Dr. Carey D. Kimmelstiel, director of the Interventional Cardiology Center at Tufts Medical Center, said the procedure — it’s not considered surgery — does not require general anesthesia. The patient receives medications to relieve pain and anxiety, but remains awake throughout, lying on a table in a room called the cardiac catheterization laboratory.

The doctor inserts a slender, flexible plastic tube into a blood vessel, usually entering at the wrist or the groin, and threads the tube, or catheter, into the heart. There she injects a dye that makes the blood vessels visible on an X-ray. This identifies the location of the blockage. The catheter, with a tiny balloon at its tip, is maneuvered into the blockage. The balloon is inflated to open up the artery, and then the mesh stent or stents are put in place to keep the artery open. The stent is coated in medication that prevents blood clots.


Does angioplasty require a long hospitalization?


“For a certain percentage of patients, we do it outpatient and send them home the same day,” Kimmelstiel said. Others may stay overnight.

Over 90 percent go home within a day or two, Popma said.

Still, the cardiologists didn’t see anything ominous in the decision to keep Sanders in the hospital for several days, attributing the longer stay to extreme caution because of this patient’s prominence.

“I would imagine that they just want to make sure he’s perfect when he leaves,” Popma said. “That doesn’t bother me too much that he’s going to stay around for a few days.”

What happens next?

Today, doctors have a toolkit of highly effective medications to treat and prevent blocked arteries. These include drugs to thin the blood, lower blood pressure, and reduce cholesterol levels. The patient is advised to adopt a heart-healthy diet and exercise regularly. Typically patients attend cardiac rehab — supervised exercise sessions — three days a week.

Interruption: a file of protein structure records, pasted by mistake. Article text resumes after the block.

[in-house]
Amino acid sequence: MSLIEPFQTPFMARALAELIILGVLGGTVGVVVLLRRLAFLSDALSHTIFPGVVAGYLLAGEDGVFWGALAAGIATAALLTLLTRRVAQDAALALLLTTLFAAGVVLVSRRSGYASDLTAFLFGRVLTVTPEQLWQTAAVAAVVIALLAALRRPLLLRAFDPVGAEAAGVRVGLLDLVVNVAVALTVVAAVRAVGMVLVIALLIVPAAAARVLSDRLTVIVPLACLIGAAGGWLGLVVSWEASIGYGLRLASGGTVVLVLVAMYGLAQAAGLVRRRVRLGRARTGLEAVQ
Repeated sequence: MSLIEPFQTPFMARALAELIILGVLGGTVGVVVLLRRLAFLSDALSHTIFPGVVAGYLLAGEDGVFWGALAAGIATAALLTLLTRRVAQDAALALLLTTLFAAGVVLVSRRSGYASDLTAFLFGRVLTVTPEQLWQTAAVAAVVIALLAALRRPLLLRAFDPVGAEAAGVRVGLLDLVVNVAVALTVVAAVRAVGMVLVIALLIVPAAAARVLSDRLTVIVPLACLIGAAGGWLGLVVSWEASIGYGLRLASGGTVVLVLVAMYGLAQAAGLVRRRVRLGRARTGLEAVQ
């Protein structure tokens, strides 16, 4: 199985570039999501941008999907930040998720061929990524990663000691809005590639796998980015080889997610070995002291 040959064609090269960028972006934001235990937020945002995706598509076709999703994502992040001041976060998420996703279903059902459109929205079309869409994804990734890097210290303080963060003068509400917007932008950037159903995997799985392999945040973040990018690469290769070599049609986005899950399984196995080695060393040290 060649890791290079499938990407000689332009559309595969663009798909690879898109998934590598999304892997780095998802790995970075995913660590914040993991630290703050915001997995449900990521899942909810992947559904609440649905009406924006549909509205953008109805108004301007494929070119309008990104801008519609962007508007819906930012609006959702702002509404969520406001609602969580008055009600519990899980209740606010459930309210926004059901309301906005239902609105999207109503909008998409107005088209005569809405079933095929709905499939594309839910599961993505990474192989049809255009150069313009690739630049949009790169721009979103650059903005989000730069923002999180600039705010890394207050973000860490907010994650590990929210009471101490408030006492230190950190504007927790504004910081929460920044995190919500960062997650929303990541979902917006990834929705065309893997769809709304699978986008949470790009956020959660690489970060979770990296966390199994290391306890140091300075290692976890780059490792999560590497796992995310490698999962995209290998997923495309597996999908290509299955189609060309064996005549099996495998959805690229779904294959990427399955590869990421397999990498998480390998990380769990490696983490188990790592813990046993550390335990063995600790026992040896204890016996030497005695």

The medications are highly effective in preventing new blockages, and the stents rarely need to be replaced, the doctors said.

What is the prognosis?

That depends on the patient’s condition before the incident, Popma said: “If you’re vigorous when you go in, you’ll be pretty vigorous when you come out.”


It also depends on the patient’s motivation to maintain a healthy lifestyle, Kimmelstiel said. Usually, he said, patients leave in better condition than when they arrived and face few limitations.

“If Sanders didn’t have any previous heart troubles and didn’t have a major heart attack, “I imagine he would be back on the campaign trail in a relatively short time,” Kimmelstiel said.

Sanders’ vigor and motivation appear well documented.

“From all indications, from what we’ve learned about this so far,” Popma said, “he should be in shape to go back on the campaign trail. Over a couple, three weeks, we get patients back to normal activities. After a month, it’s a memory.”

Felice J. Freyer can be reached at felice.freyer@globe.com. Follow her on Twitter @felicejfreyer